Palestinians need new options for peace
At least three scenarios peer through the internecine fog of the Palestinian imbroglio, which last week edged dangerously close to a civil war: reconciliation, co-existence and conflict.
First – and least probable – is the possibility that the major forces, Fatah and Hamas, will make nice. After all, Hamas burst onto the scene, cloaked in Islamic extremism, two decades ago not to work with Fatah but to challenge it.
When I visited the Gaza Strip and the West Bank during the first intifada in 1989, Hamas’ popularity was already evident. Credit good organization, including the orchestrated community service of the group’s nonmilitary wing, which is crucial to its strategy of winning hearts and minds. In contrast, Fatah – controlled at the time by its most prominent founder and former Palestinian President Yasser Arafat – suffered from fragmentation, squabbling and corruption.
It appeared that nothing could slow Hamas’ rise – that is, until a key period of peacemaking provided a surprise opportunity for Palestinian statehood in 1993. With a five-year timetable to move in that direction, the leadership of Arafat and Fatah assumed new legitimacy, and Hamas’ influence receded.
I truly thought that a Palestinian state was imminent. And I remain convinced to this day that it would have happened, if not for the 1995 assassination of former Israeli Prime Minister Yitzhak Rabin. His death substantially deprived an emerging regional peace plan of its momentum.
There are those who persuasively argue that Arafat himself further undermined Palestinian chances of securing a homeland some years later, during the closing days of the Clinton administration, when he rejected the best settlement proposal since the United Nations’ partition plan of 1947.
Unfortunately, Hamas was the main beneficiary. Its popularity surged in the increasingly uncertain political environment, eventually leading to the group’s winning a majority of seats in the Palestinian parliament last year. That victory – which brought no willingness on Hamas’ part to live up to the obligations of the Palestinian Authority toward Israel – merely exacerbated tensions.
Now, Hamas has further complicated matters by seizing control of the Gaza Strip, leaving the West Bank to President Mahmoud Abbas and Fatah.
This brings us to a second scenario, the possibility of co-existence between the Palestinian territorial parts. To me, this option would lead nowhere. Unnatural divisions are difficult enough for states. Besides, what would co-existence accomplish?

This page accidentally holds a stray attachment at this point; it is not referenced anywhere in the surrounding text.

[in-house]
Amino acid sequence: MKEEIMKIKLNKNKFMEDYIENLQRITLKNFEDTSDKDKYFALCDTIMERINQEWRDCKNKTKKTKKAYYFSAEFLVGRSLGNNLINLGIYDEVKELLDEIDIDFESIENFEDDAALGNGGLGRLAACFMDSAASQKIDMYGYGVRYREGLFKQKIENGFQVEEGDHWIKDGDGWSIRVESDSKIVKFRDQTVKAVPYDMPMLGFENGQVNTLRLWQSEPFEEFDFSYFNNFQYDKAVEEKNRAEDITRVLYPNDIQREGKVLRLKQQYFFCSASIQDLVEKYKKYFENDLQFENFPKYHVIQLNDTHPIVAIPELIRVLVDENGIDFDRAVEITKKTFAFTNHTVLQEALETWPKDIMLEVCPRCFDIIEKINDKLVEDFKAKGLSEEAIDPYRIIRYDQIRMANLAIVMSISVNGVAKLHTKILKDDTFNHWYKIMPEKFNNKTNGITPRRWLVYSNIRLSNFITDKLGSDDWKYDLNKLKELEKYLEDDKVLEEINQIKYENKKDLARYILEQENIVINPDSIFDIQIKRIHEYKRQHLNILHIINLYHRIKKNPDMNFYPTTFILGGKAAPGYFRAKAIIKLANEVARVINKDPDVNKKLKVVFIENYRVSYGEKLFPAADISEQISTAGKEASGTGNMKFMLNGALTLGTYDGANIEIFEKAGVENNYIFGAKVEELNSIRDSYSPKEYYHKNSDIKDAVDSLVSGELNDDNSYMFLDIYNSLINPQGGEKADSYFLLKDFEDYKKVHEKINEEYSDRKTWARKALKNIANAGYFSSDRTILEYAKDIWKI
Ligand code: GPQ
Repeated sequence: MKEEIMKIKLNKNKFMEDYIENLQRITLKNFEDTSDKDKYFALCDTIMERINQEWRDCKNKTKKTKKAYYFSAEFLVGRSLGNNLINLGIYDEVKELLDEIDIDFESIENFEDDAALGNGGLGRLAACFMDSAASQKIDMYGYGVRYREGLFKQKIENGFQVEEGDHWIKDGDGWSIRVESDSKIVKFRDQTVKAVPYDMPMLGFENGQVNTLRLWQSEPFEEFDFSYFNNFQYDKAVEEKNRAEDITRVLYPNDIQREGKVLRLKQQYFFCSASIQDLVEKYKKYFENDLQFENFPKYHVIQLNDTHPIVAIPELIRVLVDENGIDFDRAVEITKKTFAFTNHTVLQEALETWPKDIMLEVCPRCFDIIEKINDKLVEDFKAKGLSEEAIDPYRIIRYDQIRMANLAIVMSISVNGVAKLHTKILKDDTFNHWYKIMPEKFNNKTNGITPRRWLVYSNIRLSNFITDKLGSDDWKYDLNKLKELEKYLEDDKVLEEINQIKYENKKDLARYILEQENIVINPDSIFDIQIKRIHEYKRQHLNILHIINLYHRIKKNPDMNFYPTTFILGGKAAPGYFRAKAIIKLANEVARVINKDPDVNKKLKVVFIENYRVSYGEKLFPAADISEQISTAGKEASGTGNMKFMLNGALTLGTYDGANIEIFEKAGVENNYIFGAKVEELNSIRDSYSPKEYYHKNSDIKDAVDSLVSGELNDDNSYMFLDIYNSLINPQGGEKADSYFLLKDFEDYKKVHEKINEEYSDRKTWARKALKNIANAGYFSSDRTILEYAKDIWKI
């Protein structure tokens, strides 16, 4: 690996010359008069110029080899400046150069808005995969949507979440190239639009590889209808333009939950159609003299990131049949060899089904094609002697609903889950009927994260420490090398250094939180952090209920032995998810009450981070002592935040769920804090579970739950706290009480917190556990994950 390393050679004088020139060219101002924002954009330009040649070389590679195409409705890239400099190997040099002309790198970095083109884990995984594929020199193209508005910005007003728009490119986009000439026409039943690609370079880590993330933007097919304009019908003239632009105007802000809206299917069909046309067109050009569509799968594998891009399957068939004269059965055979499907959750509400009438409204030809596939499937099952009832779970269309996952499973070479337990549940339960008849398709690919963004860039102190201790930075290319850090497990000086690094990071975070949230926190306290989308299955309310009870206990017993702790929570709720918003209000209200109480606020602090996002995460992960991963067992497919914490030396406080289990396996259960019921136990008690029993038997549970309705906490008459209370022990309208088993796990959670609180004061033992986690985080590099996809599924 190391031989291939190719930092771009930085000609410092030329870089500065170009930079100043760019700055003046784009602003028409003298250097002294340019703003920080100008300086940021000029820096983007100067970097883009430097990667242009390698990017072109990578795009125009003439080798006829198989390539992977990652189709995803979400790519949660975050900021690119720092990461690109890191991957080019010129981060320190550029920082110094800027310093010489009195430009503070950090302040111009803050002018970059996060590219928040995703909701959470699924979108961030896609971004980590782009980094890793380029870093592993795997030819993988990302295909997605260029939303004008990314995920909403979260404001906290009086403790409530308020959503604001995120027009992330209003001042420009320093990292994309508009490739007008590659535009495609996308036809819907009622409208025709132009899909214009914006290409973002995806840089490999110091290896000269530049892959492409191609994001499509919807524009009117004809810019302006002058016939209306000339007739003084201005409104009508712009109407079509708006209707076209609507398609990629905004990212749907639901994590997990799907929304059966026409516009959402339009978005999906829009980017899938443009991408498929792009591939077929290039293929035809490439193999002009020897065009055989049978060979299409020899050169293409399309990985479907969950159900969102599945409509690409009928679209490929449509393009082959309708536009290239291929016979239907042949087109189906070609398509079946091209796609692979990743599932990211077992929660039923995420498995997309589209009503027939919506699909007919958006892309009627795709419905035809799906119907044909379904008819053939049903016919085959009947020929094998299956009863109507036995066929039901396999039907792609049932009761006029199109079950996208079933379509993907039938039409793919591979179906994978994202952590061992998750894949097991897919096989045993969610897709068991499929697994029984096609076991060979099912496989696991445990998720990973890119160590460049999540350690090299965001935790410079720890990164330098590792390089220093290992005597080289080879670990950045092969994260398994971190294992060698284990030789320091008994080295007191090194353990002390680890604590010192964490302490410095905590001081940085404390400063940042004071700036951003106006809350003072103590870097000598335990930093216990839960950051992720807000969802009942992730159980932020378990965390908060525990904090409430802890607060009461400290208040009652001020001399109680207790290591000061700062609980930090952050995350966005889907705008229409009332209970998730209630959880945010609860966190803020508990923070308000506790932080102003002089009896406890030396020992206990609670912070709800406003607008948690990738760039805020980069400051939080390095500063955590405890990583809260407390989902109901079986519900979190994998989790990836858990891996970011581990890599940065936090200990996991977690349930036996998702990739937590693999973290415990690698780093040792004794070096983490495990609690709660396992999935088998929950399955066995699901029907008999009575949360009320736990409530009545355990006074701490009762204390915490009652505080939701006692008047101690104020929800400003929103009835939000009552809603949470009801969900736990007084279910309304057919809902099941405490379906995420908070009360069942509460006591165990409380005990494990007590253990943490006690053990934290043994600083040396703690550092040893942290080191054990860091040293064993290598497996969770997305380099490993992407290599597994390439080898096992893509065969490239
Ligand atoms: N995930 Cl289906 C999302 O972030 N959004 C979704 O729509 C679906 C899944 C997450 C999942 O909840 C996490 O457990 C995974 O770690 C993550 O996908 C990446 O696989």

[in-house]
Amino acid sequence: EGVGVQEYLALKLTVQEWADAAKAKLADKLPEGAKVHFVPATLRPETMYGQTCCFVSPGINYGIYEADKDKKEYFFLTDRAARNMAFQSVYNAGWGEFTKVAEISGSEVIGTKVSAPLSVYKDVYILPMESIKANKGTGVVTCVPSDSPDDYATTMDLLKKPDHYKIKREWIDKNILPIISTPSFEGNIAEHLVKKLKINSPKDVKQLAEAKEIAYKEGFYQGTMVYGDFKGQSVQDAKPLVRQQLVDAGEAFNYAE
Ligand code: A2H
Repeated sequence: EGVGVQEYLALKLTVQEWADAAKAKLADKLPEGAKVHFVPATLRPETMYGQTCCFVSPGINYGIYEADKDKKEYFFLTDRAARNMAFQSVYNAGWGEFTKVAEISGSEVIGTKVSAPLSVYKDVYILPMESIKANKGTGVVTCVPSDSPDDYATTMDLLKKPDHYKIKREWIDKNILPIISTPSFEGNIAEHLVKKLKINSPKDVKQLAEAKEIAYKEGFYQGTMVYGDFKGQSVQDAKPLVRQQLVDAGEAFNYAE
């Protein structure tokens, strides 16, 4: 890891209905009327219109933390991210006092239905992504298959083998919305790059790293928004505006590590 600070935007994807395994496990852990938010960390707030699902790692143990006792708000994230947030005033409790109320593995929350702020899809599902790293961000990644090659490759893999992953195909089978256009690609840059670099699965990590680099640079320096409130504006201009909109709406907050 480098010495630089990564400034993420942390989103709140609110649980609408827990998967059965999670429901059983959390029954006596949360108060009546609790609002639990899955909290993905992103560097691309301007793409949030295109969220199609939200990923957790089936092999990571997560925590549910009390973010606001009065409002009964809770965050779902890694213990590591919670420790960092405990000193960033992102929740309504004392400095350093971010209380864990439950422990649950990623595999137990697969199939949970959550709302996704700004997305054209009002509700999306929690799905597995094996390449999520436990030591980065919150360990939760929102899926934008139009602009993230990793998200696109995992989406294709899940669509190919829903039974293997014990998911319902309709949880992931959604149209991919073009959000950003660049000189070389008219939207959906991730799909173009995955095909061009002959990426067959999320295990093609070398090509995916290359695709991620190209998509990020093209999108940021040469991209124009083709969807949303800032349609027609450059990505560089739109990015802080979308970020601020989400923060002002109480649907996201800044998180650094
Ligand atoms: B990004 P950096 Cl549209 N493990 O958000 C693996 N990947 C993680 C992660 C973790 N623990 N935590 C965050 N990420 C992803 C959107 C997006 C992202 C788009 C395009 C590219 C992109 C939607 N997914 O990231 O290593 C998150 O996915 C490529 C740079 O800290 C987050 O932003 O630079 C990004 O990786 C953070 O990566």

It is absurd to think that the two entities could be viable or seriously advance Palestinian interests. Such circumstances would effectively end the dream of a Palestinian state.
More likely, the current situation will lead to greater acrimony and a hardening of positions, pushing events toward a third scenario: an all-out confrontation. Those who advocate allowing civil conflicts to burn themselves out would probably welcome that development. My concern is that it would merely contribute to regional instability, and there is no guarantee that Fatah would win.
Still, Abbas might be tempted to consider a military solution, given the boost he has received from swearing in a new Cabinet in the West Bank devoid of Hamas militants. Already, the European Union has promised to restore millions of dollars in aid that had been withheld. The United States and others have talked of similar steps. Hamas’ own Cabinet in the Gaza Strip, unless it tempers its belligerence, cannot hope for similar treatment.
In light of these prospects – the first unrealistic, the second pointless and the third recklessly dangerous – what to do?
For starters, a comprehensive peace conference such as the Madrid gathering of 1991. That process launched one of the most productive peacemaking periods in Middle East history. A robust peace effort today just might produce some answers to vexing regional issues, including the Palestinian problem.